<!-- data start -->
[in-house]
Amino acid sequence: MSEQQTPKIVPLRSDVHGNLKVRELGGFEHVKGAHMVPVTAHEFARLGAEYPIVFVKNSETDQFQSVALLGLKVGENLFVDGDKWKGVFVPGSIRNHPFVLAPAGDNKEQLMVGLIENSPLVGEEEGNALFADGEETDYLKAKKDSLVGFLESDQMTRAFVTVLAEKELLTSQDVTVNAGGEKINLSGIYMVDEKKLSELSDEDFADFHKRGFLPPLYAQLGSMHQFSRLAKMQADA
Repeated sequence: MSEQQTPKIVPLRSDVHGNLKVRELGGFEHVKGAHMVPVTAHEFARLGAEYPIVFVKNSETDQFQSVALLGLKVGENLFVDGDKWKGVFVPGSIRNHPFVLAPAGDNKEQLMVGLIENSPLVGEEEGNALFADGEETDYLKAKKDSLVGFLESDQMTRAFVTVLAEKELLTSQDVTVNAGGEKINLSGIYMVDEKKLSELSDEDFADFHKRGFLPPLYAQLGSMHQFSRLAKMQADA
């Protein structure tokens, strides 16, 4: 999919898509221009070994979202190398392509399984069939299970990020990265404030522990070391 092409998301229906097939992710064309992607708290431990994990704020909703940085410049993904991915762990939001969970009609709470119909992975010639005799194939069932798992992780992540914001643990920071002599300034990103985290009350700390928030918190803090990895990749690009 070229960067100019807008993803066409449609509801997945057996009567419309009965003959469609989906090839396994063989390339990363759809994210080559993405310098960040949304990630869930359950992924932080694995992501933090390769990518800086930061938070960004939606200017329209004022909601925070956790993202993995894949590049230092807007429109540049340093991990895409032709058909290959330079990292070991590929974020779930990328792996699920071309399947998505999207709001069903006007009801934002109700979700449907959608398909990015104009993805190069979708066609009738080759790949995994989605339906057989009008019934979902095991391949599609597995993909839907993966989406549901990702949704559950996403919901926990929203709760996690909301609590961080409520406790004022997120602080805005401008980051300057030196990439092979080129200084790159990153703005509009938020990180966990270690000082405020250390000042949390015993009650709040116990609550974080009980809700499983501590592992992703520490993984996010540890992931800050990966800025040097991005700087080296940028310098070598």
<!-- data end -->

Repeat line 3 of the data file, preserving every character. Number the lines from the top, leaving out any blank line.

Repeated sequence: MSEQQTPKIVPLRSDVHGNLKVRELGGFEHVKGAHMVPVTAHEFARLGAEYPIVFVKNSETDQFQSVALLGLKVGENLFVDGDKWKGVFVPGSIRNHPFVLAPAGDNKEQLMVGLIENSPLVGEEEGNALFADGEETDYLKAKKDSLVGFLESDQMTRAFVTVLAEKELLTSQDVTVNAGGEKINLSGIYMVDEKKLSELSDEDFADFHKRGFLPPLYAQLGSMHQFSRLAKMQADA